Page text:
All rather disturbing. This time last year, we seemed close to having a beta copy of Santa Fe ‘by Christmas’. This year, it seems that there wasn’t even a reliable demo version on the developer’s hard-drive. Maybe there was some other reason Fred was so determined to make sure we didn’t get time to see it, but most of the people I spoke to were deeply sceptical. When I asked why there was no Santa Fe on the conference CD, the best answer I got was “I guess they tried, but they just couldn’t get the vapour to condense” which may be a little unfair. There were certainly some issues wth the runtime release dates of Visual Studio 2005 which probably screwed things up for them. I think they did get it going for the Wednesday training day, but (in common with most delegates) I had Wednesday down as a rest day and gave priority to the beach. You can read Eric Lescasse’s excellent notes on the web – to be fair to Fred and Jairo, Eric came away from this second training day with a much more positive impression.

As for what the Santa Fe language really is, I am no closer than I was last year. I suggest checking chimera in wikipedia for the word that first came to mind. Oh, and I missed Warren’s talk which included a brief demonstration of Excel and Santa Fe, but caught up with him in time to see what he was having to do to make it work. He needed to write a ‘shim’ layer in C# to translate the Excel datatypes inbound into Santa Fe, and then back again outbound. Hmmm – this is just not a first-class citizen of the .Net world until it can expose public methods with properly typed arguments. If you read to the bottom of Eric’s notes, you will see an example of calling Santa Fe from C# which looks like:

      utils.Spread sp = new utils.Spread(); // instantiate the APL Santa Fe class
      int[] total = new int[] {100, 200, 300};
      int[,] matrix = new int[3,3] {{110,220,330} , {110,220,330}, ... }
      int[,] res = (int[,]) sp.SpreadTotal(total, matrix);

Note that the C# code is casting the result to an integer matrix. What I think I need to see is some running code where this casting is not required – that way you can be sure that all the data-types are checked out at compile time and that you won’t get runtime errors in shipped applications.

Day-2 Tuesday November 8th

New Features in APL+Win Version 6
Eric Baelen

Eric summarized the recent work on APL+Win, much of which is on the conference CD, and which will be released early next year as Version 6.

  • Component files now show up many more useful properties when poked in Windows Explorer
  • The right-mouse button now fires a specific ‘onContextMenu’ event to simplify application code which must respond to multiple mouse actions.
  • Much better integration for ⎕MOM – in particular the parsing of expressions involving dotted names is now handled.
  • Better control over implicit output (things that just spill to the session). This can continue to behave as now, but you have the option to bury it, or to treat it as an error.
  • The new Try/Catch error-handler
  • Monadic ⎕FTIE n will report information about a currently tied file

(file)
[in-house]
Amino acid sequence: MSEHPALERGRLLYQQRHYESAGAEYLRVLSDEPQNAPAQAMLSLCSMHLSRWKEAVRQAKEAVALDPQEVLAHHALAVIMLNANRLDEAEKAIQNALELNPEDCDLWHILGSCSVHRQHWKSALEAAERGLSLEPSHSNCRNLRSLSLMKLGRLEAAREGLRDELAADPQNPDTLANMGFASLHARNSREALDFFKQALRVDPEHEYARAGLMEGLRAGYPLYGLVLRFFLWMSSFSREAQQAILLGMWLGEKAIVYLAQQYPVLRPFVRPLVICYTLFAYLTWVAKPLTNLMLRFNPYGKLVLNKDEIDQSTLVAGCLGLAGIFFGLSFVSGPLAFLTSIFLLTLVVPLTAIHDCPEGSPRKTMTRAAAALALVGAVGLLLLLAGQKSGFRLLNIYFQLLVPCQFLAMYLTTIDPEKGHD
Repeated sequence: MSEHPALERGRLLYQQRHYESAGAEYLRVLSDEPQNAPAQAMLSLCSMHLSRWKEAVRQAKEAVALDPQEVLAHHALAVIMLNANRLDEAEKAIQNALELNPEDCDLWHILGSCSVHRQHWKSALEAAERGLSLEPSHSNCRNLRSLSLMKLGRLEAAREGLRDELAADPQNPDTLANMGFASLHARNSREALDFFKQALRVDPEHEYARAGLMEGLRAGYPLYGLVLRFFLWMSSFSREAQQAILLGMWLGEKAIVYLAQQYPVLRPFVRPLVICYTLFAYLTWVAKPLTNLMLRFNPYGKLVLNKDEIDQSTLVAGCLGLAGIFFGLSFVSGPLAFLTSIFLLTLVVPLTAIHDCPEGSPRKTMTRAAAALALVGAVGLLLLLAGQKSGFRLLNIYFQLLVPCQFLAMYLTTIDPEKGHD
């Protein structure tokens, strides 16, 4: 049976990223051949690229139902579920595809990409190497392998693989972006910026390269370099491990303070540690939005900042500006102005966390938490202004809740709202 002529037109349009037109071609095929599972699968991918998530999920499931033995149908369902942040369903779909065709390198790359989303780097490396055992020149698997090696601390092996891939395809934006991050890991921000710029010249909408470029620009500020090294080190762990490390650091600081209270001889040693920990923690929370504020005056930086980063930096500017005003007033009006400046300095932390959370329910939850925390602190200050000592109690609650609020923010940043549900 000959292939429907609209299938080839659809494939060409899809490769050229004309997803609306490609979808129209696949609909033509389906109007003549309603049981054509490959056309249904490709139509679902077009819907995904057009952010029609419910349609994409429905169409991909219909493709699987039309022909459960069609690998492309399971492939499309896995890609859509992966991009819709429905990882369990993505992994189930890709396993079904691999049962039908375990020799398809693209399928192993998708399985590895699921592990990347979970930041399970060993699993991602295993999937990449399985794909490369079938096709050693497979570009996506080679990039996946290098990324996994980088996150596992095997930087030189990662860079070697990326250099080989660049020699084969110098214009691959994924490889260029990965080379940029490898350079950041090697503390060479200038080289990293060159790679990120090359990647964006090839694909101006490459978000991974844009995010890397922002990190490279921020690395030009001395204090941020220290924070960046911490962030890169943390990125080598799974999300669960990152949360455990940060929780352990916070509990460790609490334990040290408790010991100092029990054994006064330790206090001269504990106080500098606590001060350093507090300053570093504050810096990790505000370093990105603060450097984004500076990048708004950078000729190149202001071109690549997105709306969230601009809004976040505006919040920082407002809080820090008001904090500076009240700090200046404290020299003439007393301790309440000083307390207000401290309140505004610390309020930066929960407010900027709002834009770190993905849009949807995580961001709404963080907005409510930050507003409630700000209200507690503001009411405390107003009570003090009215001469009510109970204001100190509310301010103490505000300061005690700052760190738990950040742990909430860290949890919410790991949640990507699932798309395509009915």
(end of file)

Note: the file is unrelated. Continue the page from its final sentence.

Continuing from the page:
• The new ‘colossal files’ turn out to be 25-30% faster than ordinary component files.
  • ⎕DL really does ‘sleep’ and so releases other processes to run.
  • Limited Unicode support with ⎕UCS which converts between characters and codepoints.

It is likely that support for the ZIP format will be in this build also, as well as several grid-control enhancements.

DNA Identification and APL
Charles Brenner

Often the most enjoyable talks at these conferences are the ones that hardly mention APL, but instead show you how it can be used to really good effect to help to solve a real-world problem. I didn’t learn any APL at all here, but I now know an awful lot more about DNA matching (and how to combine probabilities) than I knew before. Read his notes in full at the dna-view website.

DNA, APL, Sex and Violence. This is a 4-part talk – we will be doing the first 2 parts today.”

I am hopeful that we can just run Charles’ excellent paper in full, so I will just mention one or two of the ‘user stories’ here rather than trying to reproduce the introduction to the DNA matching techniques. He lists his speciality as ‘forensic mathematics’ which gets him called as an expert witness on lots of interesting court cases, as well as being asked to help out with the identification of victims of disasters like the twin-towers attack.

I’m not going to talk about programming, as most of you left me behind in 1988!

Of course it helps a lot if you have DNA from both of the people you are trying to match up, but sometimes it is possible to work ‘blind’ just on the balance of probabilities. The example he gave was of the Hillblom case:

He enjoyed flying light planes, which he crashed 3 times, once fatally. I guess that must have been the last one ...

Hillblom is someone that no-one will have heard of, until you see the H in DHL which he almost wholly owned. As well as crashing light aircraft, he enjoyed the company of young Asian women, and after his death children (called C1 to C4) came out of the woodwork to claim a share in the very considerable fortune. For various legal reasons, it was impossible to get a sample of Hillblom’s DNA, but the DNA from the potential children was analysed and conclusively showed that 3 of them had the same father, and the 4th was unrelated. This was enough to prise open the doors of the hospital where Hillblom’s DNA was stored, and the paternity was confirmed. A nice piece of detective work, and a good story!